I was recently looking at the specs on the new Porsche GT2 RS. Really cool car. 700hp and 500 lb/ft torque. It reminded me of a tech tip Tuesday video I made when I owned Dinan about why more torque is not always better. Check out the Tech Tip Tuesday Video for yourself.
Torque Does Not Make Your Car Faster
You see, more torque does not always make a car faster. Once you exceed the traction h2>capabilities of the tires, they go up in smoke and the car doesn’t go anywhere. This is why dragstars have slipper clutches, the slipper clutch reduces torque to the maximum amount the tire can handle. As the dragster goes faster, and down force increases traction, the clutch reduces slipping and adds power in just the correct amount to get maximum acceleration without breaking the tires loose.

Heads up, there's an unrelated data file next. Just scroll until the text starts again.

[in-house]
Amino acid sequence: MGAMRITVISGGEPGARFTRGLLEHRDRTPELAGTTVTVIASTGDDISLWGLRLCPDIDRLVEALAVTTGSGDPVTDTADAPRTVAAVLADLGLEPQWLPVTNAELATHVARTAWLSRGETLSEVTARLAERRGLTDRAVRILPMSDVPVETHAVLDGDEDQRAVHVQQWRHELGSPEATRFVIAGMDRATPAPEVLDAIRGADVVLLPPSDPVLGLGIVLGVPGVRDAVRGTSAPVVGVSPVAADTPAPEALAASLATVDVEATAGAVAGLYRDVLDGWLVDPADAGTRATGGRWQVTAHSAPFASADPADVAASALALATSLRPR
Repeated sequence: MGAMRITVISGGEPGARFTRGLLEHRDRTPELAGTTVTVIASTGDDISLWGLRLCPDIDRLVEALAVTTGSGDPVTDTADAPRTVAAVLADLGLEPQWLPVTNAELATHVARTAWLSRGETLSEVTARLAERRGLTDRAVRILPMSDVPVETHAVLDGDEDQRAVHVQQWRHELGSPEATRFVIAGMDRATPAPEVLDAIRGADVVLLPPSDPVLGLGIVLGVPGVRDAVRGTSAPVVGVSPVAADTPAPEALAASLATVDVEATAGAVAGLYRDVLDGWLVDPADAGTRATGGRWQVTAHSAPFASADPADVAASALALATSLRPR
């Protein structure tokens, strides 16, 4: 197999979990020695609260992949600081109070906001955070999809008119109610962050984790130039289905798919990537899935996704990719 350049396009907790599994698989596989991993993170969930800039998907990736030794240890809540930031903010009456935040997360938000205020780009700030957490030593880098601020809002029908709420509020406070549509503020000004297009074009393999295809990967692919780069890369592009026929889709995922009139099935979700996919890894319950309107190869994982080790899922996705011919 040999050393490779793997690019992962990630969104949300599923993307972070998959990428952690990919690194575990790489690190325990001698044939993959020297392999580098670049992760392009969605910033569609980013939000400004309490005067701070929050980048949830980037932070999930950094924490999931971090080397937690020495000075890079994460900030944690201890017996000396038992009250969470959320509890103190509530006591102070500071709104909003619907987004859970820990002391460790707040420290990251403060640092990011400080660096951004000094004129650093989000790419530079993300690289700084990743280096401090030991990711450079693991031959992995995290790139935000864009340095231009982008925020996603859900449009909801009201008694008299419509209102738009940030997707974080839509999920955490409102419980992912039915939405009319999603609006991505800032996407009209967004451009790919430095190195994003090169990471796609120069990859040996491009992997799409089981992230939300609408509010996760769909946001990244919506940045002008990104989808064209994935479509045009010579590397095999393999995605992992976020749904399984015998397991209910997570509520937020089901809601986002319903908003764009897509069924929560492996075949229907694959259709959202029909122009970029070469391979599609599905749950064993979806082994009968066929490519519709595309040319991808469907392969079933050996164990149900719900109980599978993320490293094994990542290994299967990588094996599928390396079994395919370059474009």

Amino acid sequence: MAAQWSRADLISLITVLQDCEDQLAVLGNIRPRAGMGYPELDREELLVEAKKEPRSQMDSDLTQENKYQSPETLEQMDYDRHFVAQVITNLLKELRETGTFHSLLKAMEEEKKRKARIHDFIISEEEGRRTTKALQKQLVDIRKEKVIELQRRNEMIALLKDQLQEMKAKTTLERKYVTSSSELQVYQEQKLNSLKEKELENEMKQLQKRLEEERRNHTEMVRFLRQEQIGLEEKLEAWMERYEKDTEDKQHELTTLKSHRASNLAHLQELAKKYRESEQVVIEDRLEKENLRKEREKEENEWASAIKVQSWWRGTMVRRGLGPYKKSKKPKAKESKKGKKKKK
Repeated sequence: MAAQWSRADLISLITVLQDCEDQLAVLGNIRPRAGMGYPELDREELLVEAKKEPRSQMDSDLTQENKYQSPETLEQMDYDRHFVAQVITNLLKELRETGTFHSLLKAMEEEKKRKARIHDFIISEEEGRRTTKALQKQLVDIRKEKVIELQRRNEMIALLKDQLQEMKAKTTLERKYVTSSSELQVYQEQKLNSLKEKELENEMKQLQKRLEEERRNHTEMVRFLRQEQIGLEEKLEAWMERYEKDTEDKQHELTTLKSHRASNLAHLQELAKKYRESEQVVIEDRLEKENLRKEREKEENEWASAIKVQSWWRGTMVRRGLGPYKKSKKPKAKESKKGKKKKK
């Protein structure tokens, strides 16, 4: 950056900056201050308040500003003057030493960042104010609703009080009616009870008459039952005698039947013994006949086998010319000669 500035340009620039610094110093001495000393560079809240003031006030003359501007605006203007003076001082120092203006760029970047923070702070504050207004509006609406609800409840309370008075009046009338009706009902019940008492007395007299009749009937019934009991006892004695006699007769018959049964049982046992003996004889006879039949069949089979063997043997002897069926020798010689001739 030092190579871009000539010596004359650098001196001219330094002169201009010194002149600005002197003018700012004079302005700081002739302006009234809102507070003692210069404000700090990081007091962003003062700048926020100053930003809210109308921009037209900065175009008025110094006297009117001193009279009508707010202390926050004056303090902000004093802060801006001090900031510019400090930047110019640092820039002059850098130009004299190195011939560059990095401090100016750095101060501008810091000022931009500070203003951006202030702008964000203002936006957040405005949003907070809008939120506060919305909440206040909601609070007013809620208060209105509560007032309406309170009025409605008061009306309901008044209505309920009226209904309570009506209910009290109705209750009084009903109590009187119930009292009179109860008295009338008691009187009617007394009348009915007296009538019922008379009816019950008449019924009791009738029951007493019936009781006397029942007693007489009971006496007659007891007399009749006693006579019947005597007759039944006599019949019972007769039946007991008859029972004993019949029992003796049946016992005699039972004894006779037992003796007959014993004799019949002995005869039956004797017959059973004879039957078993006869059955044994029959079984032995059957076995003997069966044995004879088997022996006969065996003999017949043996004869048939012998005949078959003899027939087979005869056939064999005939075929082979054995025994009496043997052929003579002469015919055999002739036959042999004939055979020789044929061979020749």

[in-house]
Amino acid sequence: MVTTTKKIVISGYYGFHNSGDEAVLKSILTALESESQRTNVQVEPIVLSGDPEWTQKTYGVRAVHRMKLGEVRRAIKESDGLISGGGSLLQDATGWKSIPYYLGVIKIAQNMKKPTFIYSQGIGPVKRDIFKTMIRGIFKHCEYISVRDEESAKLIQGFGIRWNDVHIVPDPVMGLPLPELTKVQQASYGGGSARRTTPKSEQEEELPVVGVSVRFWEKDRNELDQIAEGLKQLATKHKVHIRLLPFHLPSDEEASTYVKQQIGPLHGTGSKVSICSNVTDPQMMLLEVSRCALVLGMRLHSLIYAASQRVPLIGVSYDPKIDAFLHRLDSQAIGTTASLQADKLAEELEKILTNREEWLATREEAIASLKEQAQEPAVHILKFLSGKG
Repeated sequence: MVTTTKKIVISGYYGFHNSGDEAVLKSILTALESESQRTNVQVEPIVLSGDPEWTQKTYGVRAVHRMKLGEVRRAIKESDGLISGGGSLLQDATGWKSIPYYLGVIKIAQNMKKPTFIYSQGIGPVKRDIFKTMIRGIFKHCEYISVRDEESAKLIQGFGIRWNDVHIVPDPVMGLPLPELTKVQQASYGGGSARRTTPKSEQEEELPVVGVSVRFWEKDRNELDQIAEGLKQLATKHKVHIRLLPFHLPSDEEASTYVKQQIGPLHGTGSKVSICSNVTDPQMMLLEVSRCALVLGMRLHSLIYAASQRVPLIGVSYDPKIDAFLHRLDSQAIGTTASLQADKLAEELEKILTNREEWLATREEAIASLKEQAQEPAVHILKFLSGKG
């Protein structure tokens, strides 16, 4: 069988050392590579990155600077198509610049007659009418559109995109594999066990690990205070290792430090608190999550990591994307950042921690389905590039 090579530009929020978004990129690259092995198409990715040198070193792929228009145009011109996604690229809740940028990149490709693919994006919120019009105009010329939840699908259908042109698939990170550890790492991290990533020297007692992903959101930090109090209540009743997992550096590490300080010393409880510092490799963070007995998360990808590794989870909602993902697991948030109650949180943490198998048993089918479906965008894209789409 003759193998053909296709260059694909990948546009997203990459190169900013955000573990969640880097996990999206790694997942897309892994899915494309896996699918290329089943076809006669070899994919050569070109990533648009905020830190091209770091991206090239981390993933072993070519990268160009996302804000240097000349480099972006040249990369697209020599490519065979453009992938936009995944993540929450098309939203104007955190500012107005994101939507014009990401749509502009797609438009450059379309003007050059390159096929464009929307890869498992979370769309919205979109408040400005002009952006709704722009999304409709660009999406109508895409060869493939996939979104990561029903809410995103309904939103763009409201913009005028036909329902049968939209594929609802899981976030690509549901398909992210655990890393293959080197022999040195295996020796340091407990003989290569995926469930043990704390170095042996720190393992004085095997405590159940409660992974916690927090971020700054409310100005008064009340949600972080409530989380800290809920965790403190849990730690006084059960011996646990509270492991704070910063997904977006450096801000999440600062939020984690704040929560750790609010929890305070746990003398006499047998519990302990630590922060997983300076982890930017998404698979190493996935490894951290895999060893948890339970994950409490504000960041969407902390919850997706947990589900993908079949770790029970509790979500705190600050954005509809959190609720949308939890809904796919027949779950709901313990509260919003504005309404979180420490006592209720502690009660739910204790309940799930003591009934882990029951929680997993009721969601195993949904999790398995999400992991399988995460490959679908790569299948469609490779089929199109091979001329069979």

On a street car, we have a transmission that increases torque at the rear wheels dramatically for acceleration from a stop. With modern, high-performance turbo cars it is very easy to break the tires loose from a stop and on gear changes. This loss in traction slows acceleration. Most 2 WD road cars – even with large grippy tires – can’t handle more than 400-500 lb/ft of torque. AWD cars can handle as much as 600 lb/ft without losing traction.
Benefits of Reduced Torque and Increased HP
The smart folks at Porsche reduced torque and increased HP so the 2WD GT2 RS can accelerate as fast as possible. In addition, the car is much easier to drive and more docile at its limit. This is an important lesson in building a well-balanced car, as performance relies on much more than just power and torque.